Thursday, May 24, 2012

tale of a disabled guy in the 60s

Back in the late 60's and the beginning of the 70's I worked in a supermarket with a giu that could neither hear nor speak. Back then the term for him was deaf-mute which was actually a pretty accurate of his situation and back then it was not demeaning. It was simply the truth and had the man been able to hear us use the term he would not have been offended.

Now I was in the grocery department then and a lot of the work we did was after hours so there were no customers to deal with. We stocked shelves all night and the guy who I will call Vinnie had the responsibility for stocing the two aisles next to mine.

He was pretty good at his job and I guess he had a young wife and a kid. He also did something else when he was not working at the market but I do not know what that was. I believe he and his wife has some business enterprise going somehwere.

The fact that he could not hear wasn't too much of an annoyance and the fact that he could not speak wasn't too bad, either. Because he had his own responsibilities there really wasn't a whole lot of need for communication. We all took to carrying a pad and pencil with us for the few times we had to communicate.

He did a good job and was respected, and although every once in a while someone would mutter something about how it was occasionally aggravating not to be able to communicate with him, nobody thought any less of him for his disabilities.

He asked for no special favors and got none. In all respects he was an equal.

The electronic ordering in the aisles was in its infancy back then and the machine was almost as big as a shopping cart and had a thing on it that looked like an adding machine. It was a damned difficult thing to learn how to use and the grocery manager generally ran it. He had learned to run it by having one of the company bigwigs spend about a week teaching him. The manual was about a foot thick and the only one that knew how to run the damned thing was the grocery manager.

In an exchange of notes with the grocery manager Vinnie asked to learn how to run it but was flatly refused because of both the time it would take and the difficulty in communication but then the grocery manager on a gut instinct had a change of heart.

The grocery manager simply handed Vinnie the manual and told him to study it carefully and if Vinnie felt he could run the thing the grocery manager would train him, figuring that if Vinnie learned enough out of the book there really wouldn't be a whole lot of teaching.

Vinnie took the manual home and pored over it and practically memorized it and after an exceptionally brief class taught by the grocery manager he was permitted to order merchandise for his own aisle.

Of course, like most early electronic systems the new technology was prone to failure and it wasn't long until it broke down. The grocery manager was running it at the time. He was pretty upset and went to call someone to get it fixed which most likely meant waking someone up at the ungodly hour we were working.

WHen he came back to the aisle, he saw that Vinnie had seen that the machine was down and had already taken it apart. He got worried to say the least and because I was a known radio guy at the time I got called over to look at the machine. I knew nothing about it, but I saw Vinnie was pretty confident and in a minute he was putting it back together. He knew that machine like a pro and a minute later it worked like a charm.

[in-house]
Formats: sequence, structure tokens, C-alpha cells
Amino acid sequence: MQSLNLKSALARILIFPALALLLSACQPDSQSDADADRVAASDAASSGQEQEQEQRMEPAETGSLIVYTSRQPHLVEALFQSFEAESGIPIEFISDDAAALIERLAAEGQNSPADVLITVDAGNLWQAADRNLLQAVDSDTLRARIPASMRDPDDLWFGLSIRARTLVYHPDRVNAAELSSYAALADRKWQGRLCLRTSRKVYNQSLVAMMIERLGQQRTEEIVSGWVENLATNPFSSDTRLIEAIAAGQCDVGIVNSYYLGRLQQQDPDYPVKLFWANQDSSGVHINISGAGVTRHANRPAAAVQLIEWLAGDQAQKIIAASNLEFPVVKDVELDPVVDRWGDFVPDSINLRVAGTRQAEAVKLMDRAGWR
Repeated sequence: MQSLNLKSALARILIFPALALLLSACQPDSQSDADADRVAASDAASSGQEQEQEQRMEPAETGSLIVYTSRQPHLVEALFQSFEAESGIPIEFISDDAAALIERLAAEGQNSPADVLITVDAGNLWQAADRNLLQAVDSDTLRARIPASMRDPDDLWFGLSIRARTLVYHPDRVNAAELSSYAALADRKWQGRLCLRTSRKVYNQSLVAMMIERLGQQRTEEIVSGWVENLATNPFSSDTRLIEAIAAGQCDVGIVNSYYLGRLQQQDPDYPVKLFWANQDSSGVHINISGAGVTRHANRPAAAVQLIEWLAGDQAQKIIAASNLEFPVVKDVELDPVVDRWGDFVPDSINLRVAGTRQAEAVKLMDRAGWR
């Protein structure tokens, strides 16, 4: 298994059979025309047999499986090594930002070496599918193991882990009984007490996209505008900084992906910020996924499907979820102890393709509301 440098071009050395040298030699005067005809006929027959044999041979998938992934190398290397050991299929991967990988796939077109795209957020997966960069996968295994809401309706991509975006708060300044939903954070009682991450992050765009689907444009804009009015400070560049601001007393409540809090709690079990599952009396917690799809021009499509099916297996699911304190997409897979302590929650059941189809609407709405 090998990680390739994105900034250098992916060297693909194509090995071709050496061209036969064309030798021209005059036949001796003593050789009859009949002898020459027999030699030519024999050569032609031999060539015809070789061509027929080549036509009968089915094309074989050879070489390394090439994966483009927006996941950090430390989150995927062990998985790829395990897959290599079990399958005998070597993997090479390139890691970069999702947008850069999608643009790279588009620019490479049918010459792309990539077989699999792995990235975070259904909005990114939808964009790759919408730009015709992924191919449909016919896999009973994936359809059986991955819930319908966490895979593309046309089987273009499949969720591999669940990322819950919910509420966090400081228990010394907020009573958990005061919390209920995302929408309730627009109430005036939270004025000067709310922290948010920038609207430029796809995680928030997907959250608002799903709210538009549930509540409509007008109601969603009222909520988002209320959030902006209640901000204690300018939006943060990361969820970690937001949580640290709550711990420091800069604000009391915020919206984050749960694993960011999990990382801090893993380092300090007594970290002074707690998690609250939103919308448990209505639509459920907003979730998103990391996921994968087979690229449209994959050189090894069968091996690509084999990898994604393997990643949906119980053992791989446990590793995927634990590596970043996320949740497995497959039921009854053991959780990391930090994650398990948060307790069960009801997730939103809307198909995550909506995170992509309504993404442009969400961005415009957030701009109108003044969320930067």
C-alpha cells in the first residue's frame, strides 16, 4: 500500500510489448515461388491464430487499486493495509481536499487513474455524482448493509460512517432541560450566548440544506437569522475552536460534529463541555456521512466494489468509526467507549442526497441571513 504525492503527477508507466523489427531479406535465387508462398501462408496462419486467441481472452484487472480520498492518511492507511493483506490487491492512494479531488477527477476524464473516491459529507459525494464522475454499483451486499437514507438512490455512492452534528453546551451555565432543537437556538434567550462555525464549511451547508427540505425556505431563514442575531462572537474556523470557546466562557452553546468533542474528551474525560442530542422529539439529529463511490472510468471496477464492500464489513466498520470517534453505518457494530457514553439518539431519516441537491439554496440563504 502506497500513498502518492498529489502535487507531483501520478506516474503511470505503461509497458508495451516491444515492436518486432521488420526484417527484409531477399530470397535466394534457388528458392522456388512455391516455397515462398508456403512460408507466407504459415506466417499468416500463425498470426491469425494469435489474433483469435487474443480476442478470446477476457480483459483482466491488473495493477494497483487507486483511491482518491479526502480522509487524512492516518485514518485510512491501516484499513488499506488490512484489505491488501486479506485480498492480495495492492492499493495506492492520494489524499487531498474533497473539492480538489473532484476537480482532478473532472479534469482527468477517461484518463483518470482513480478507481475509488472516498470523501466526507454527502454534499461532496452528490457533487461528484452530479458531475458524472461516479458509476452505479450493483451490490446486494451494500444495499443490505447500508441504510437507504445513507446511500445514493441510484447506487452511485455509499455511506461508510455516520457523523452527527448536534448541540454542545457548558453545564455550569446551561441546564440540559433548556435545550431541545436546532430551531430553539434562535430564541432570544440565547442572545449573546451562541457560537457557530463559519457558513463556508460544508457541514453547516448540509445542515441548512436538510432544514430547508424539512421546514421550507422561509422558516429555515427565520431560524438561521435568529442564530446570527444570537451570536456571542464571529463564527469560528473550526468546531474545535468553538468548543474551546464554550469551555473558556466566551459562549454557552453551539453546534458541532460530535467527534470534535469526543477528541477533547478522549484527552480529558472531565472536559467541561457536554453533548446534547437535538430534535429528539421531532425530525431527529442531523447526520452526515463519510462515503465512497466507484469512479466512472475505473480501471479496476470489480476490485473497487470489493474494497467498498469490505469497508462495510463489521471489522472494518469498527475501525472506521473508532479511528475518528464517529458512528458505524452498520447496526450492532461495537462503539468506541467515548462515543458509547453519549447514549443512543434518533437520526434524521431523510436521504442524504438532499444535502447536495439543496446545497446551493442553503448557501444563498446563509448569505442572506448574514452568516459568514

The grocery manager was impressed and asked rhetorically where Vinnie had learned to fix the machine.

Tactlessly I said, "You were taught to run it by a couple of guys. Vinnie probably memorized the whole manual so he could learn to run it because he had to teach himself."

The grocery manager turned red, but he was a fair man. "You're right," he said. "I have never gone through that damned manual because it is written in some engineer's language. I couldn't understand a word of it."

Vinnie had taken his disability, overcome it and turned a disability into an asset. He simply HAD to learn to read that manual and he did. As a result he immediately became the go-to guy for the machine. Every time it didn't run right they sent for Vinnie.

Today, of course, such a person would be considered to be hearing empaired and orally challenged or some such crap and be given a disability and not have to do anything but sit around and drink beer all day collecting from our beloved Federal government.

What a waste of talent!

People like him do not belong stuffed away sucking on the government tit at taxpayers expense, they belong on the work force like everyone else.

Someone ought to sue the feds for making disability so easy to get on on the basis that it cheats the disabled out of the dignity of doing an honest day's work.

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1 comment:

  1. I know a guy,KD4PDX, who is handicapped in a manner I won't discuss. However, despite his drawbacks, he runs a camera for the lead TV news station in town. In his off hours, he entertains himself by tuning in distant TV stations. AND, if you have a set that needs repair, he can fix it as good as a trained tech. It took him forever to learn Morse to get his tech ticket. But after a year or two, he managed, worked hard, and got his license. He also is a devout man with a heart of gold.